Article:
The Hour of Wiggins

08 Jun 2015

...has finally arrived!

 

After weeks of preparations, riding a prototype Pinarello worth €200,000, heating the "quick" velodrome in London, wearing socks with graduated compression, a special body suit and giving up the beard, Wiggo printed 54.526 Km in his successful attempt of the Hour Record.

Nothing was left to chance: hypoxia, nitrate and bicarbonate in the weeks and days prior to the attempt have definitely helped, but the target announced (55,250 Km) and the ghost of Rominger remained quite far.

 

After the attempt, successful but not as exciting and "unreachable for 20 years" as he hoped, the British track cyclist indicated the air pressure being too high (1,036 mB) as the possible cause of the performance being below expectations.

 

In my opinion it was the high temperature (28-30° C), artificially raised by his staff, to be responsible for the rhythm being always lower than the preset speed in the timetable and the decline in the second part of the effort.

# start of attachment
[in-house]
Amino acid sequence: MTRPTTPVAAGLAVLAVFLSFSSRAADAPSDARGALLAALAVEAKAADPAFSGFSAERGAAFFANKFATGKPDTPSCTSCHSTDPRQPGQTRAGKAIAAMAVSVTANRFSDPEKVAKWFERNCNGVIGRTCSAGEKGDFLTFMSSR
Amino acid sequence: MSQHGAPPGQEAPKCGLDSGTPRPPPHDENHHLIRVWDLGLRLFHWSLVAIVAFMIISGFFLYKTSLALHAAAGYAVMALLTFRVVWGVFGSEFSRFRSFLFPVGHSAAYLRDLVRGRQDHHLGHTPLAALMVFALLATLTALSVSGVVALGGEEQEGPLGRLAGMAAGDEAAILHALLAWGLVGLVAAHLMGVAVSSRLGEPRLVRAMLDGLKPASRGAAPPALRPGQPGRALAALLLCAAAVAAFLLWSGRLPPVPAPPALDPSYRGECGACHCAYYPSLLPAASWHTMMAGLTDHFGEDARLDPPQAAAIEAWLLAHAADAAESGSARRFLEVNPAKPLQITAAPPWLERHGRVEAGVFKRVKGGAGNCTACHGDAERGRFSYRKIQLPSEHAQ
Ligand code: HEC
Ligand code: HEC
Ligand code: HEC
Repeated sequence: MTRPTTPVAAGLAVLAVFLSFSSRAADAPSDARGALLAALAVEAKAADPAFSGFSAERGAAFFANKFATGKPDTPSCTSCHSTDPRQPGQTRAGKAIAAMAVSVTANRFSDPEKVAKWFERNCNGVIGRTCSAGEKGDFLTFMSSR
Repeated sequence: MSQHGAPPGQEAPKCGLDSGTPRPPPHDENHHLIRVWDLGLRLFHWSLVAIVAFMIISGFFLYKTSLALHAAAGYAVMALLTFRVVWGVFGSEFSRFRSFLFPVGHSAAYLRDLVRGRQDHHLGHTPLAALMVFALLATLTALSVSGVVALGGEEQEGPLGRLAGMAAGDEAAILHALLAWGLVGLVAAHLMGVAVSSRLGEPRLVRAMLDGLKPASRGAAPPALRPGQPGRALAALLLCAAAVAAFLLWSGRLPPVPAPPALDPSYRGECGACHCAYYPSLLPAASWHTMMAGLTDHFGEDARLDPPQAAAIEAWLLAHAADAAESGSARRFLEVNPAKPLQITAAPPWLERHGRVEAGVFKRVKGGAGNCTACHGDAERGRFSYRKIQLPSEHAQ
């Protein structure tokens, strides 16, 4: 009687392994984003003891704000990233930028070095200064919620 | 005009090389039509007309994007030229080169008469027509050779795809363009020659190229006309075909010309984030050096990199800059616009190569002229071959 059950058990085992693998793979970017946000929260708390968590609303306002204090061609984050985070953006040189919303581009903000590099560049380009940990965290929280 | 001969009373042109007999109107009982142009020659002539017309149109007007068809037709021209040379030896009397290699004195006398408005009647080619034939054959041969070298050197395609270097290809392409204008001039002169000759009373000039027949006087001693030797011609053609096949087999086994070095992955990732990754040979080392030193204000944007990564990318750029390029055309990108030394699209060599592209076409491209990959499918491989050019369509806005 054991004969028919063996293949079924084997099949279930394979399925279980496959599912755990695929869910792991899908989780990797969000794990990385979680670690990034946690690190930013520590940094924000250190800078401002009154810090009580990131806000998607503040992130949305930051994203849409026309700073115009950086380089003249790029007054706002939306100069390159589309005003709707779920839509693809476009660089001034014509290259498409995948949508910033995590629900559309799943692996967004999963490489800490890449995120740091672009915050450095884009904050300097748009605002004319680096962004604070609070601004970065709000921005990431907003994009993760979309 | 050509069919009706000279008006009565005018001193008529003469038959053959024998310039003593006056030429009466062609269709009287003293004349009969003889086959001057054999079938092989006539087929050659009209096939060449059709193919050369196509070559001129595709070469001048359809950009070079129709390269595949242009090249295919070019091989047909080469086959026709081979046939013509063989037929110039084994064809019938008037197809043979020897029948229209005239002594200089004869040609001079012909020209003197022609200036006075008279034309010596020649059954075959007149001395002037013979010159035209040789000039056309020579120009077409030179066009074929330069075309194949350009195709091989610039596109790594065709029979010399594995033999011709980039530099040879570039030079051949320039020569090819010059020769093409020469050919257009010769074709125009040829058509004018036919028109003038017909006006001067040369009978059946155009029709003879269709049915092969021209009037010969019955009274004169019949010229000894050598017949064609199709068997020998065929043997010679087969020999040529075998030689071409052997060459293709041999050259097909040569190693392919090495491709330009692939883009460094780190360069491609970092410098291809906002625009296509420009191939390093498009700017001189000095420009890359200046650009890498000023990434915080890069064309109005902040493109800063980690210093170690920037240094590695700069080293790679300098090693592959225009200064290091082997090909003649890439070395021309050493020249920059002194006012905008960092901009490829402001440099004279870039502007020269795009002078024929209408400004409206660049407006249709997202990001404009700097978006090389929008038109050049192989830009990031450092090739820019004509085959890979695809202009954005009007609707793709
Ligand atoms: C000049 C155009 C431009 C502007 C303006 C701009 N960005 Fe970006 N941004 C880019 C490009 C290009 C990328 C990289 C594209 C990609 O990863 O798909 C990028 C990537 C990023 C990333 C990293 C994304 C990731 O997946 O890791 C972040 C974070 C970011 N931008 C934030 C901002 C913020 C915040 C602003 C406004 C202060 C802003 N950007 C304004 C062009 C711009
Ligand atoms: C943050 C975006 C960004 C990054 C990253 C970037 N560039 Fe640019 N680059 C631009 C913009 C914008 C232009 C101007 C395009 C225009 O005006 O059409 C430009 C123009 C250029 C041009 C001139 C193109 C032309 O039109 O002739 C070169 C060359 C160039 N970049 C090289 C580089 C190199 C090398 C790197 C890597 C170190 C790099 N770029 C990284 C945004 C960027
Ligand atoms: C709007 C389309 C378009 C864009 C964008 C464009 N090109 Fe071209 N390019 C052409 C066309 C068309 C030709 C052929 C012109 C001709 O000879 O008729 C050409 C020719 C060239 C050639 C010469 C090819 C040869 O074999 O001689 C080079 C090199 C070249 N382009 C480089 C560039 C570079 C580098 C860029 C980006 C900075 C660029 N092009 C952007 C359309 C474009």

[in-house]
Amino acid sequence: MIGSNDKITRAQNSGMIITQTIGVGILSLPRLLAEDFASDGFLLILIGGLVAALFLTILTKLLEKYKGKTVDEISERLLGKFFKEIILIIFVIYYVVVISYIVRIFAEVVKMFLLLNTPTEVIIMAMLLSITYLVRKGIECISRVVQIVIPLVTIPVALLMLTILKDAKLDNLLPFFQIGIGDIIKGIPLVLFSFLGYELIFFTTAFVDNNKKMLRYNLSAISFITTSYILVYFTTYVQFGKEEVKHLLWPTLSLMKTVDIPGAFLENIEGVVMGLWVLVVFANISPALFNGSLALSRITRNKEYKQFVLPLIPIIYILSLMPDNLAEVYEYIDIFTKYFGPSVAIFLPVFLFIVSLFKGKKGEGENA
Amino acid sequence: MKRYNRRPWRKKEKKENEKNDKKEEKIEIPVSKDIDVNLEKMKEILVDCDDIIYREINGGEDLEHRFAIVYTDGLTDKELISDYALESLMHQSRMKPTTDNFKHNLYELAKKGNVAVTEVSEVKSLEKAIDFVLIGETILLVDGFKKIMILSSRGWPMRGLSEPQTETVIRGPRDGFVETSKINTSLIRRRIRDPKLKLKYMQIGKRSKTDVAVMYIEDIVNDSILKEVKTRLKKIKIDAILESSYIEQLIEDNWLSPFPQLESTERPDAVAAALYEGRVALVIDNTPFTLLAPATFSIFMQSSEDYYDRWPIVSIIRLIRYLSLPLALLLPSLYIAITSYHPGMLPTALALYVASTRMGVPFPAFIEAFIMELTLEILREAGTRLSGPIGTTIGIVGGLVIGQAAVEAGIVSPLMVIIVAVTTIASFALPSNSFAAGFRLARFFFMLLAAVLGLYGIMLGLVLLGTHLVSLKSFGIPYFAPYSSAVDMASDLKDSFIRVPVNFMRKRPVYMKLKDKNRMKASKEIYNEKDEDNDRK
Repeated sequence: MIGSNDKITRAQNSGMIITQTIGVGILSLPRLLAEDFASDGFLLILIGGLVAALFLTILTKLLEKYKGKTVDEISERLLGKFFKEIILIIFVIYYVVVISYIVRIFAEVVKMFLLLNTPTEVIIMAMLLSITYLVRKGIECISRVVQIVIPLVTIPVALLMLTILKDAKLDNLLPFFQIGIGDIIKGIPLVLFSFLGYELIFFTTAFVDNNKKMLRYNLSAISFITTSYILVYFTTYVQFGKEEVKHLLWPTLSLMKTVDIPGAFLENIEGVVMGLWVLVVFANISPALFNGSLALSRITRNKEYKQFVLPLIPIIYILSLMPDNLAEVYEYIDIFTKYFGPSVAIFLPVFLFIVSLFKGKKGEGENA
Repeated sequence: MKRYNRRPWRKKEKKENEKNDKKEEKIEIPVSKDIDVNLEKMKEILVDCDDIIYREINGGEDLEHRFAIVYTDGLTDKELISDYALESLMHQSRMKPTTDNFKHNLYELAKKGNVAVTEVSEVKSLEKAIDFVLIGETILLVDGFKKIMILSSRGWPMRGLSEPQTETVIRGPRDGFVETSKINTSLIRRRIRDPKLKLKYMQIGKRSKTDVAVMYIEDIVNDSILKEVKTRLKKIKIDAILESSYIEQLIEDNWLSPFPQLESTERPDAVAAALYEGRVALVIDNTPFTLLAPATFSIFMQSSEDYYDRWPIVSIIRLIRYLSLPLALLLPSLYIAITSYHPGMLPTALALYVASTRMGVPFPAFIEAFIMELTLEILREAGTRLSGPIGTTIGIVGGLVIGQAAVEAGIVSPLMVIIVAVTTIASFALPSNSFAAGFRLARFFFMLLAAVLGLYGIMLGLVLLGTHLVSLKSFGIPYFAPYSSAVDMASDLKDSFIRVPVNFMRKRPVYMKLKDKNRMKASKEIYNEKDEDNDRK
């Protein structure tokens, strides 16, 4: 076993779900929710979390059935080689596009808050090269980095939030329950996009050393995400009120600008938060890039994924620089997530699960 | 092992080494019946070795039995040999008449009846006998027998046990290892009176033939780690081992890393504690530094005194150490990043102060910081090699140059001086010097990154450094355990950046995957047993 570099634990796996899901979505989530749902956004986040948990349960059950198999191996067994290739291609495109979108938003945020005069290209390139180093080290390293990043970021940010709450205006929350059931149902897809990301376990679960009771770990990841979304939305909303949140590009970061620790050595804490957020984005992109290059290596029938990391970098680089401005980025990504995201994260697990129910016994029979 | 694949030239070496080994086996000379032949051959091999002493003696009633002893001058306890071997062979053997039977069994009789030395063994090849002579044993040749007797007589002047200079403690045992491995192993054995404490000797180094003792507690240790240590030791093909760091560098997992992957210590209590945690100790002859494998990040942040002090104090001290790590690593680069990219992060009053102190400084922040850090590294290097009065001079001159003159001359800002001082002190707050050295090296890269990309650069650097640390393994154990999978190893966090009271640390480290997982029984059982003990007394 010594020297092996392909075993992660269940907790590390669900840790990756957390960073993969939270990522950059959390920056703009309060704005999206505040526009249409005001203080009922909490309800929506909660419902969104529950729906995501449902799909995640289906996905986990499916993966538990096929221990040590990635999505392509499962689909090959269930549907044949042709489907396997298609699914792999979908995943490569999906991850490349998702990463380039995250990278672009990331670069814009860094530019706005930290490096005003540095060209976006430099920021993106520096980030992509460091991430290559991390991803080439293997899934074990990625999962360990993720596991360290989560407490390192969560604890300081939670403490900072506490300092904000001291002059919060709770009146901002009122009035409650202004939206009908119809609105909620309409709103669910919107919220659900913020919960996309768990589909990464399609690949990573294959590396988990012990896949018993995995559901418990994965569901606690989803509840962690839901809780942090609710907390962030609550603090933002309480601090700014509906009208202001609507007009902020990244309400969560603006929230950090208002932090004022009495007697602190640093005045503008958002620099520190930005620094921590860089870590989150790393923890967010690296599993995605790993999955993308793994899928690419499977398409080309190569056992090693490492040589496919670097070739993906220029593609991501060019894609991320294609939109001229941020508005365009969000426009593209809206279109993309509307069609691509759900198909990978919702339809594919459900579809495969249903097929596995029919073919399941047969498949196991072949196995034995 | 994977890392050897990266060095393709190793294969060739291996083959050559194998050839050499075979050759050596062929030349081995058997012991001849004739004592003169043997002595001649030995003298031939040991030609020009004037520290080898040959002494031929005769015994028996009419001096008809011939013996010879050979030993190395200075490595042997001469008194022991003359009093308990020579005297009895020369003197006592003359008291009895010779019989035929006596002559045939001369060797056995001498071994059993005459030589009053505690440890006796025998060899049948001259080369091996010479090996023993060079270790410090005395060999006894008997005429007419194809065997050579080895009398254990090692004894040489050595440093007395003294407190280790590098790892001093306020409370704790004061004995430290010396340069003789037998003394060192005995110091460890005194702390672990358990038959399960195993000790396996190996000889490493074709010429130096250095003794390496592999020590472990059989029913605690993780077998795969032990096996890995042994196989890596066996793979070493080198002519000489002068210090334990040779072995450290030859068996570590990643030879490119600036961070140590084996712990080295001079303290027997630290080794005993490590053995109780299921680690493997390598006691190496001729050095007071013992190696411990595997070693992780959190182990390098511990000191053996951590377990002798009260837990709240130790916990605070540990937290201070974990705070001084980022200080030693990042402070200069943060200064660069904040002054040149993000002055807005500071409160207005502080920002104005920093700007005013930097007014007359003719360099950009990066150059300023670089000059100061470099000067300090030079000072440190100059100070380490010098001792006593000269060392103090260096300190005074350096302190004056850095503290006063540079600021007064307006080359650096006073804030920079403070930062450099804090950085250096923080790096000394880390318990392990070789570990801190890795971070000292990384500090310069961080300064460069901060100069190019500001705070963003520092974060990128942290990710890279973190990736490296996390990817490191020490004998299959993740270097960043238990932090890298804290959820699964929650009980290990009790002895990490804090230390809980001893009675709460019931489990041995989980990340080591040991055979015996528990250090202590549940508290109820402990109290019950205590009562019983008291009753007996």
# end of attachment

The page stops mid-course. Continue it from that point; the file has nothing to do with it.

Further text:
Similarly, the high temperature (30° C) was in my opinion the reason of Thomas Dekker's failure at altitude, in Mexico, a few weeks ago.

 

I participated in the preparation of 9 (nine) Hour Record attempts, 7 with Francesco Moser and 2 with Tony Rominger and I was able to verify that the ideal temperature for the Record is 21-23° C.

I particularly remember the failed attempt of Moser in Moscow, partly because of too high temperature (27° C) and a track that was too long.

It is no coincidence that many Records were made in autumn (September to November) or even winter.

 

Temperatures below 16-18° C make the attempt impervious: Miguel Indurain in Colombia in 1995 was forced to abort the attempt after only 15 minutes (at a pace of little more than 52 km/h) due to the cold and too optimistic a forecast of 57 km/h based on calculations that were obviously incorrect.